A total of six officials have resigned in the span of three days following tyrannical New South Wales Premier Gladys Berejiklian’s difficult resignation on Friday. Berjiklian announced her ‘difficult decision’ to resign after a corruption watchdog announced it was looking into her ‘alleged misconduct.’ It was the corruption charges that finally brought the tyrannical leader to step down.
Following NSW Premier Berejiklian’s exit, her Deputy Premier John Barilaro also announced his resignation and will leave parliament. Barilaro said the constant pressure from media scrutiny and his defamation case against YouTuber Jordan Shanks is a ‘big reason’ for his departure from politics.
YouTube star Jordan Shanks responded to Barilaro’s departure and attacks. Barilaro accused the YouTube star of “vile racism” after Shanks called him ‘a conman to the core, powered by spaghetti.’ FriendlyJordies accused Barilaro of using his press conference to smear him as racist.
New South Wales is in a state of political disarray and chaos, facing multiple costly and distracting by-elections and an uncertain path towards post-Covid freedom.
In the space of three days, NSW has lost its Premier and Deputy Premier, a senior Cabinet Minister, three veteran Coalition members of parliament and will likely need to find a new Treasurer in coming weeks.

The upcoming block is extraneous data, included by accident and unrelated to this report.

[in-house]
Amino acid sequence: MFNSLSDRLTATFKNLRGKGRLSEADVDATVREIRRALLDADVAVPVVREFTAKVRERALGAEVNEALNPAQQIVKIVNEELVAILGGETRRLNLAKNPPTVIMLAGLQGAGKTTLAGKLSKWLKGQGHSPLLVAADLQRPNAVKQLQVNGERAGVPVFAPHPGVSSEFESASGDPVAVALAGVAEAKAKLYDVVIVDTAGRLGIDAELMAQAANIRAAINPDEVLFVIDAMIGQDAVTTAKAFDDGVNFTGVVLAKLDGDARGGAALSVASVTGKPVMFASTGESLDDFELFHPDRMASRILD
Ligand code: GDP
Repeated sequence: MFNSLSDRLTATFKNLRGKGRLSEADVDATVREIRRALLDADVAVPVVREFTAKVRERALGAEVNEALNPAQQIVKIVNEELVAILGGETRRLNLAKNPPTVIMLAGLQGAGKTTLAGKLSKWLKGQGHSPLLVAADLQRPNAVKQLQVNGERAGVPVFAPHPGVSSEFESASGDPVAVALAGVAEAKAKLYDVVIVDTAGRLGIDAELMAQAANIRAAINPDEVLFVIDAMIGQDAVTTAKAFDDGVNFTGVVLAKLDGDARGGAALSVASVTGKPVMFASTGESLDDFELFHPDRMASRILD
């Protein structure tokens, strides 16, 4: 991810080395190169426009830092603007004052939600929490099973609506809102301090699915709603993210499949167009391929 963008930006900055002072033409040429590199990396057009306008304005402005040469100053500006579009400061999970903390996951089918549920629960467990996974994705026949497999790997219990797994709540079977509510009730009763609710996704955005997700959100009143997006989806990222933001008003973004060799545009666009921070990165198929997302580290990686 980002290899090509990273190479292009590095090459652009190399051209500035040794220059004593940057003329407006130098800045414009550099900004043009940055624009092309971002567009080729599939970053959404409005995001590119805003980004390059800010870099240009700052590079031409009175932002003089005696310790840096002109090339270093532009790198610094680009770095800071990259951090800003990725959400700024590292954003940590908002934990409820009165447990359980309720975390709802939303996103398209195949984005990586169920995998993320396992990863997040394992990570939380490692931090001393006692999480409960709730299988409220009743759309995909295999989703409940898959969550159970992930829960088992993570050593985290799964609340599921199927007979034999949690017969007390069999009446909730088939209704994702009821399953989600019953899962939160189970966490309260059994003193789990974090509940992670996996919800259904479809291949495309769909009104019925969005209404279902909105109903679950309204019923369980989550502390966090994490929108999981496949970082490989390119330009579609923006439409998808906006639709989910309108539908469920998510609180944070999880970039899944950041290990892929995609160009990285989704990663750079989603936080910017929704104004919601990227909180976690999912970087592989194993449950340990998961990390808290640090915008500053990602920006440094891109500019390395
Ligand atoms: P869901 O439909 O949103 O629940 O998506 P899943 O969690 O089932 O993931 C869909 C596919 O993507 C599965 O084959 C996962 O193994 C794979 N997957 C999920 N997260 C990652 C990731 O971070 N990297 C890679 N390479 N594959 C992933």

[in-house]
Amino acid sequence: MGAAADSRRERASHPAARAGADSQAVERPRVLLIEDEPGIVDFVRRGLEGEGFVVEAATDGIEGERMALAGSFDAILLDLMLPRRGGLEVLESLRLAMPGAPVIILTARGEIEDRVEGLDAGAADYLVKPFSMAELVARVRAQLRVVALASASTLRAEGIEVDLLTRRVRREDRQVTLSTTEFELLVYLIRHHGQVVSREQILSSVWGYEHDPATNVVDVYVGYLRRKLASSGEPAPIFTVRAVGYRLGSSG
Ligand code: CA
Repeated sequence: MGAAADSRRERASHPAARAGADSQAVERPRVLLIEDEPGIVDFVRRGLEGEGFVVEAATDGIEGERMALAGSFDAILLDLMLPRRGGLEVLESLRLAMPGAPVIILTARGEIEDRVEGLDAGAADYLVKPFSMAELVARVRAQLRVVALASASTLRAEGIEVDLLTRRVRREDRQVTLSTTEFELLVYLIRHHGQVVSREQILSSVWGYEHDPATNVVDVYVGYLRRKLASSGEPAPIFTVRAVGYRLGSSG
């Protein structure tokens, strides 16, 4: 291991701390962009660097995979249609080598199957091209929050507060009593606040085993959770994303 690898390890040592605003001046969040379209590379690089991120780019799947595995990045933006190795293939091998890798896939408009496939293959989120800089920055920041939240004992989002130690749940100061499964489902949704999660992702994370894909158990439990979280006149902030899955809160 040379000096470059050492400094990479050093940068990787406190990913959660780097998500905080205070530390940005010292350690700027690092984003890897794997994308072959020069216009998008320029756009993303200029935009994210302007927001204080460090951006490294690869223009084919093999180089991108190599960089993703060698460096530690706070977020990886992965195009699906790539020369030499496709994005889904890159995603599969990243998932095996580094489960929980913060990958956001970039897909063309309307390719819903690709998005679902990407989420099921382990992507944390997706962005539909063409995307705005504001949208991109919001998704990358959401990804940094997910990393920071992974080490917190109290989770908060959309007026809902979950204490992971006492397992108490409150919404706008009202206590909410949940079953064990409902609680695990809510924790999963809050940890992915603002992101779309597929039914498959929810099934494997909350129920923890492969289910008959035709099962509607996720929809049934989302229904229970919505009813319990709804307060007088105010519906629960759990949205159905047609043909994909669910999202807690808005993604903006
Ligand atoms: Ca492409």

The shock resignation on Friday of Premier Gladys Berejiklian, both from the state’s top job and parliament representing the seat of Willoughby, has sparked a domino effect of departures.
Following her today is Deputy Premier John Barilaro, who announced he’s stepping aside from the role as well as quitting as Nationals leader and exiting politics, leaving vacant his regional seat of Monaro.
And on Sunday, Transport Minister Andrew Constance confirmed he would leave the NSW Cabinet and quite state politics for a tilt at a federal seat.
Those three departures will each require a by-election.
Speculation is mounting that more departures from the Coalition ranks could come within days.
Now, just a week away from the end of Sydney’s lockdown and the beginning of a new era in the coronavirus pandemic – one the rest of the country is closely watching – the focus is firmly on the government’s internal woes instead.
Apparently, the judicial system still works in Australia.